St. Louis

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CityGarden is the first piece of the Gateway Mall development.
Steve Hall/Hedrich Blessing

In the face of decades of population decline—some of the most dramatic in the nation—St. Louis is now witnessing a significant turnaround, at least downtown. According to figures from the mayor’s office, 10,000 units of housing have been built downtown and 70 (out of 76) vacant historic buildings have been renovated and reoccupied. Perhaps no project has done more for the city’s self-image than a new two-block sculpture park, known as CityGarden. Completed last summer, the park has been instrumental in drawing families and visitors back downtown. Civic boosters hope the project is just the tip of the iceberg, and are planning to revamp downtown’s other major public spaces, including the 17-block Gateway Mall (CityGarden is a two-block section of the Mall) and the Jefferson National Expansion Memorial, home to the iconic Saarinen Arch. Improving these landscapes is considered essential to downtown’s continuing recovery.

Financed entirely with private money from the Gateway Foundation, a local nonprofit that supports capital improvements in St. Louis, CityGarden’s transformation was both physical and cultural. “From what I could tell, it was mostly used as a place for nearby office workers to smoke,” said Warren Byrd, principal of the Charlottesville, VA–based landscape architecture firm Nelson Byrd Woltz that designed CityGarden. “Our marching orders were to produce something that was both visionary and practical,” Byrd said. “There were also very specific requirements that reflected the climate of St. Louis, lots of shade and water features.” Byrd’s firm took the site, which was “essentially a blank slate,” and created a dense composition of plantings, art, and other features, which will be maintained by the foundation. The garden’s 24 sculptures, including works by Keith Haring, Mark Di Suvero, and Martin Puryear, are set amid curved paths, benches, lawns, and fountains. It has become a magnet, especially for families with children.

Landscape architects Nelson Byrd Woltz have melded CityGarden’s sculpture park with a variety of active spaces for the public.
Steve Hall/Hedrich Blessing

While Byrd and his colleagues were transforming two long blocks on the Mall, the Gateway Foundation was funding a new masterplan for the rest of the Mall by New York– based Thomas Balsley Associates and Urban Strategies. That plan calls for the linear park to be reconceived as a series of distinctly programmed “rooms.” “The term we use a lot is that we want to ‘activate’ these spaces,” said Barbara Geisman, the city’s deputy mayor for economic development. “The Mall has acted like a boundary between one side of downtown and the other, and we want it to become a connector.” Last summer, the masterplan was adopted by the city, and in March the mayor appointed a high-profile advisory board of civic leaders and philanthropists to begin its implementation. “The wonderful thing is that CityGarden has set the bar so high,” Geisman said. The board will also advise if the remaining sections of the Mall should be given to different designers or built out by one firm. “There have been a lot of plans in St. Louis that haven’t gone anywhere. One of the things that CityGarden convinced people of was the value of implementing pieces of a larger vision,” Byrd said.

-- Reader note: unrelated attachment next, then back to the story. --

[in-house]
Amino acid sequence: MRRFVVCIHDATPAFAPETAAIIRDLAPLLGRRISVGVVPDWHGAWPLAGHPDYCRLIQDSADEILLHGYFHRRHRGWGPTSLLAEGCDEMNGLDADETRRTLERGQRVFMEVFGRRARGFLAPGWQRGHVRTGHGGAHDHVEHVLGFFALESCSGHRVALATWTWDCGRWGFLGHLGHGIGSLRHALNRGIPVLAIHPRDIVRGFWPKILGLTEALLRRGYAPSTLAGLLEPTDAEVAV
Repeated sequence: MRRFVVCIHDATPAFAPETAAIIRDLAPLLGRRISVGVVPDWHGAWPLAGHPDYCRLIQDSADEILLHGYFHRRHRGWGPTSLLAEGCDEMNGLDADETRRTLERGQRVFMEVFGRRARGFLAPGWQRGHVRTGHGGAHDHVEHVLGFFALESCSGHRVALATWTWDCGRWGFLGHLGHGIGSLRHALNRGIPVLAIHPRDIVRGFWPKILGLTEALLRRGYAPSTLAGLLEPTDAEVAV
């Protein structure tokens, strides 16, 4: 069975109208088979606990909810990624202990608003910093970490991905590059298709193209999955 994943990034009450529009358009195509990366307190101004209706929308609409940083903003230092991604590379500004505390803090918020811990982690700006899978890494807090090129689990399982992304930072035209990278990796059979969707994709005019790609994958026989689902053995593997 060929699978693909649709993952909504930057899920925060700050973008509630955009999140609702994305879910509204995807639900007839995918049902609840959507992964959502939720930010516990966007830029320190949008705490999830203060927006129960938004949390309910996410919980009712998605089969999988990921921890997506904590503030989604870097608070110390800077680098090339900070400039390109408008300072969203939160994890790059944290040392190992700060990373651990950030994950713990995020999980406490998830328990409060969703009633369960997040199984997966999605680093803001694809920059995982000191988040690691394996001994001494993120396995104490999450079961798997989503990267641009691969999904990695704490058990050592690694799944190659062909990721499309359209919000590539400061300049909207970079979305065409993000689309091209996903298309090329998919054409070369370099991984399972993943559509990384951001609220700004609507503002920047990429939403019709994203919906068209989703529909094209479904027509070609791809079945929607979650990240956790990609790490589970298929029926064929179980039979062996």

The St. Louis Arch is visible at the eastern end of the Mall, and the Arch grounds sit roughly perpendicular to the Mall. While the Arch draws hundreds of thousands of visitors a year and is the city’s most recognized structure, those visitors add little to the life of downtown due to the isolated nature of the grounds, bordered by highways and the river. The National Park Service is sponsoring an international competition to redesign the 91-acre area surrounding the original Arch grounds (designed by Dan Kiley and now part of the landmarked site), to better connect it with the city. Nelson Byrd Woltz is a part of one of the nine teams competing for the job, which includes the city, the National Park Service, the federal Department of Transportation, and the Army Corps of Engineers among its stakeholders. “That’s the great challenge. It’s not a single client. So whoever wins, they’re going to have to put a lot of stock in that scheme,” Byrd said. The competing teams are an eye-opening Who’s Who in architecture, landscape, and engineering. Four finalists will be selected this month, and a winner in September.

The mall effectively terminates at Saarinen’s St. Louis Arch, the grounds of which are being redesigned to better connect to downtown.

Among the most contentious issues these teams face is how to respond to I-70, an elevated and trenched highway that divides the Arch grounds from downtown. A civic coalition called City to River is advocating for the highway’s removal in favor of an on-grade boulevard. An editorial in The St. Louis Post-Dispatch recently also advocated that the teams plan for its removal, and the competition includes the highway as an area for consideration.

Geisman describes the recession as a “hiccup” in the course of downtown’s turnaround. She points to two other major mixed-use projects that will be moving ahead in the next 60 days. “These public spaces create lasting attractions for residents and visitors,” she said. “They make downtown a more dynamic environment for development opportunities.” And they just might save the city.   

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